“Ed, this looks like a million bucks,” says renowned sculptor, John Ahearn, to his model, 77-year-old Eduardo Estevez, who is lying underneath a pool of alginate which Ahearn is pouring onto his face and shoulders. Once the alginate firms, Ahearn then layers strips of plaster-drenched gauze on top. Throughout the process, he darts across the studio for supplies — arms in the air — and makes sure to continuously check in with Estevez. “You doing okay, Ed?” to which Estevez can only respond to with low grunts given the plaster cast on his face and the straws up his nose.
After the cast hardens, Ahearn, along with his assistant of nearly 40 years, Kevin Crocker, slowly sit Estevez up from the nearly 180-degree reclining chair and carefully pull him out of the cast.
As the plaster cast is removed from his face, shoulders and arms, Estevez lets out a wide-eyed, “oh s–t,” in a gravelly voice which sounds more of boulders. “I feel great right now, for a little while – no,” he adds.
Estevez was in the studio for more than an hour, but from when the alginate is poured to the removal of the cast, the process takes about 30 minutes. And even though it’s only half-an-hour, it’s long enough to spawn feelings of claustrophobia. “I’ve had people tear it right off,” says Ahearn of past projects.
Ahearn, from upstate New York, along with his contemporary, Rigoberto Torres, from Puerto Rico, have been creating plaster portraits together for more than 40 years. After decades of touring their work across the United States and internationally, Ahearn and Torres will finally have a full survey of their work back where it all started – the Boogie Down.
On Oct. 26, the Bronx Museum of the Arts will feature, “Swagger and Tenderness: The South Bronx Portraits of John Ahearn and Rigoberto Torres.”
“I do think that it’s kind of amazing that the South Bronx is represented all over the world through their artwork — so let’s return it to the people of the South Bronx. That’s where it belongs, to the South Bronx,” said co-curator, Amy Rosenblum-Martín.
The two sculptors met at Fashion MODA (1978-1993) – an experimental art space in the bustling Hub of the South Bronx which was at the onset of hip-hop and graffiti. During the early ‘80s, Torres and Ahearn would open-up shop on the sidewalks of the South Bronx and invite passersby to be live-cast in plaster. Having an art studio in the public sphere is not only reminiscent of the experimental happenings of the ‘60s, but it piqued the curiosity of those in the neighborhood. When the artistic process results in your subject not being able to see and forces them to regulate their breathing through straws in their nose, having an open and populated environment adds an element of safety. Specifically when one considers the era of drug-fueled crime and distrust that filled the air of New York City streets, especially in the Bronx.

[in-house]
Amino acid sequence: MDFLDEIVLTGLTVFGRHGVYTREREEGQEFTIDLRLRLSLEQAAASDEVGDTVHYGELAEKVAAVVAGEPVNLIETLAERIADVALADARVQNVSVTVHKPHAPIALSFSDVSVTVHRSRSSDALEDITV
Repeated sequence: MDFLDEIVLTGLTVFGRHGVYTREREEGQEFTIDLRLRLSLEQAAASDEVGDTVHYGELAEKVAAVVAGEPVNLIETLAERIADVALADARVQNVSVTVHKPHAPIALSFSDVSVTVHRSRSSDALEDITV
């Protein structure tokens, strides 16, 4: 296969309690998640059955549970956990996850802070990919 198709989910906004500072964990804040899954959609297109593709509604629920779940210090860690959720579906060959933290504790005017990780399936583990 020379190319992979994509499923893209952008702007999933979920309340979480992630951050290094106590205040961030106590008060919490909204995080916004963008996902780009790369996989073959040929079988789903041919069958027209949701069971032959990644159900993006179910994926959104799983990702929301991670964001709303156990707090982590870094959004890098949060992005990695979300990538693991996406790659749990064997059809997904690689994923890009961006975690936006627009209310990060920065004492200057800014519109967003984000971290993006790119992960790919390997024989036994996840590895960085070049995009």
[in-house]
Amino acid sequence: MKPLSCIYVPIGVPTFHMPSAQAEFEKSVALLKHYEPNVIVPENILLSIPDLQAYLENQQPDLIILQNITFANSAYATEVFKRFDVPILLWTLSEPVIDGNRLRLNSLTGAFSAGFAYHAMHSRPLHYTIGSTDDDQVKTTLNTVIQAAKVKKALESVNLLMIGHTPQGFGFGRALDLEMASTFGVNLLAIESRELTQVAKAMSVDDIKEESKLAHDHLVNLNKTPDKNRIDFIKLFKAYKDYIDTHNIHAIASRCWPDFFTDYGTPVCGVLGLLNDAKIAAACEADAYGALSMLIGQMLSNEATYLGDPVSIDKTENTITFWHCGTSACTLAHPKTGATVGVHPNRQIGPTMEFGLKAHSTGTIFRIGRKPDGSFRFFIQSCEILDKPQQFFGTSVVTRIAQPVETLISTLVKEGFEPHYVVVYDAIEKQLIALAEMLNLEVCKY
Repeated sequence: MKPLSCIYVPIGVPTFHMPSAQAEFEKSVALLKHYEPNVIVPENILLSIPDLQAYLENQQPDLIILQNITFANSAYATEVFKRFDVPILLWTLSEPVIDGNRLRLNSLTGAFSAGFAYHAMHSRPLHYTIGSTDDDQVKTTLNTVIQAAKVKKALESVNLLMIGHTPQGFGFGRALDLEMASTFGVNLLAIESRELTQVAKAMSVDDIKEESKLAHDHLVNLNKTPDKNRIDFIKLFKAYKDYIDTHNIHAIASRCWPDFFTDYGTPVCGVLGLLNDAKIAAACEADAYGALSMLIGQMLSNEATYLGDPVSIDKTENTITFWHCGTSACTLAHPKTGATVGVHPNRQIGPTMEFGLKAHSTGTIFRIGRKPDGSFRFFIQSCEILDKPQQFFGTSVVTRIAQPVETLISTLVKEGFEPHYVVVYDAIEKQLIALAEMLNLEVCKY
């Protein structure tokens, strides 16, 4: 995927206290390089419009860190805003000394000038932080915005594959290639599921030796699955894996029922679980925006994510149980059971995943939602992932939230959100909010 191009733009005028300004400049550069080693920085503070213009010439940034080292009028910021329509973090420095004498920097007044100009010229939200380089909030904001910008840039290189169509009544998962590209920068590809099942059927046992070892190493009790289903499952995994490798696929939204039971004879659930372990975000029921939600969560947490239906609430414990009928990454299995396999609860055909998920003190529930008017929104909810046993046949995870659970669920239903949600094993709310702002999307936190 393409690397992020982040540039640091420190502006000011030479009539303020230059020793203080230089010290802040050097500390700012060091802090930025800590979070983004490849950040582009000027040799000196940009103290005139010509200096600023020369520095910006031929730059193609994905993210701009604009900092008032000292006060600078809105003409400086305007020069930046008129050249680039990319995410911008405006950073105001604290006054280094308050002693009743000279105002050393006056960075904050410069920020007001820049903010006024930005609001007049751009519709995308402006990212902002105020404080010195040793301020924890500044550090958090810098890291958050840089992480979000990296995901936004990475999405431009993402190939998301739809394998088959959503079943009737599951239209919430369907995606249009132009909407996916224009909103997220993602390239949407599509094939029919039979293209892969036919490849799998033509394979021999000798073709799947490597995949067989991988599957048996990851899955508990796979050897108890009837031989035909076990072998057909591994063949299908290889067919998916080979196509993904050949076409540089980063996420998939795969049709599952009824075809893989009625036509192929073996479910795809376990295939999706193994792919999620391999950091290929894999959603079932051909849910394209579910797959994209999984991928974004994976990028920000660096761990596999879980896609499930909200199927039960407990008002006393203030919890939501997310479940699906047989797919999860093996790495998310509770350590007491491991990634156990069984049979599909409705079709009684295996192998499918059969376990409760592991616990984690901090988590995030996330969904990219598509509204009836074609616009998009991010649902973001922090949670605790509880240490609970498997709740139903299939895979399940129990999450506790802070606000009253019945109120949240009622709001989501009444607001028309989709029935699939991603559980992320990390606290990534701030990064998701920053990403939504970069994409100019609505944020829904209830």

“I was trying to compare it to my youth. You just didn’t go in some strange space, even if it was in public,” said co-curator, cultural viceroy and Bronx native, Ron Kavanaugh. “The fact that Rigo was there — he spoke Spanish.”
In 1980, the Bronx had a Hispanic population of nearly 34% — of which 80% were Puerto Rican and a majority were relegated to the South Bronx.
Ahearn and Torres’ portraits are thoughtful and tell a story while literally capturing a moment in time. Painted with acrylic, the colors of the plaster casts are realistic and personify their subjects, brining life to the lifeless. Portraying the people of the Bronx as a subject matter not only coincides with the tenets of Modern Art — in that it deviates from portraying the wealthy and aristocratic — but in that it also places a demographic that has never been featured in the Art World before. Black girls playing double Dutch, a mechanic with a tire in tow, a father and child — Ahearn and Torres’ portraits are based in the goings-on of the everyday average Joe. They highlight the beauty in simplicity with smiles abound.
“People don’t see what I see. Then when they see the work, they think, ‘wow, I never thought that my figure would be in a museum,’ and that makes me happy,” Torres says in his Puerto Rican Spanish. “It’s what brings me joy.”
The exhibit will feature more than 60 plaster portraits along with a 100-page catalog edited by Kavanaugh. The catalog will include interviews with the artists, poems, essays, photos and more. Parts of the museum will be revamped to showcase a “distinctly Bronx aesthetic.” Architects, Dario Nuñez-Ameni and Jorge Plazas, are working together to transform the austere, white, polygonal rooms into neoclassical spaces painted in cerulean blue. The neoclassical design is an homage to the architecture that can be found in the Bronx – much like the Bronx County Courthouse which is a few blocks south of the museum.
“Swagger and Tenderness: The South Bronx Portraits by John Ahearn and Rigoberto Torres” will run Oct. 26 through April 30, 2023. The opening reception on Oct. 29 is free with RSVP and will include food from several Bronx vendors. There will also be special events like a double Dutch competition, a Salsa dance party, tours with the curators and more throughout the duration of the exhibit.
This article was updated on Oct. 14 at 12:06 p.m.
Reach ET Rodriguez at [email protected]. For more coverage, follow us on Twitter, Facebook and Instagram @bronxtimes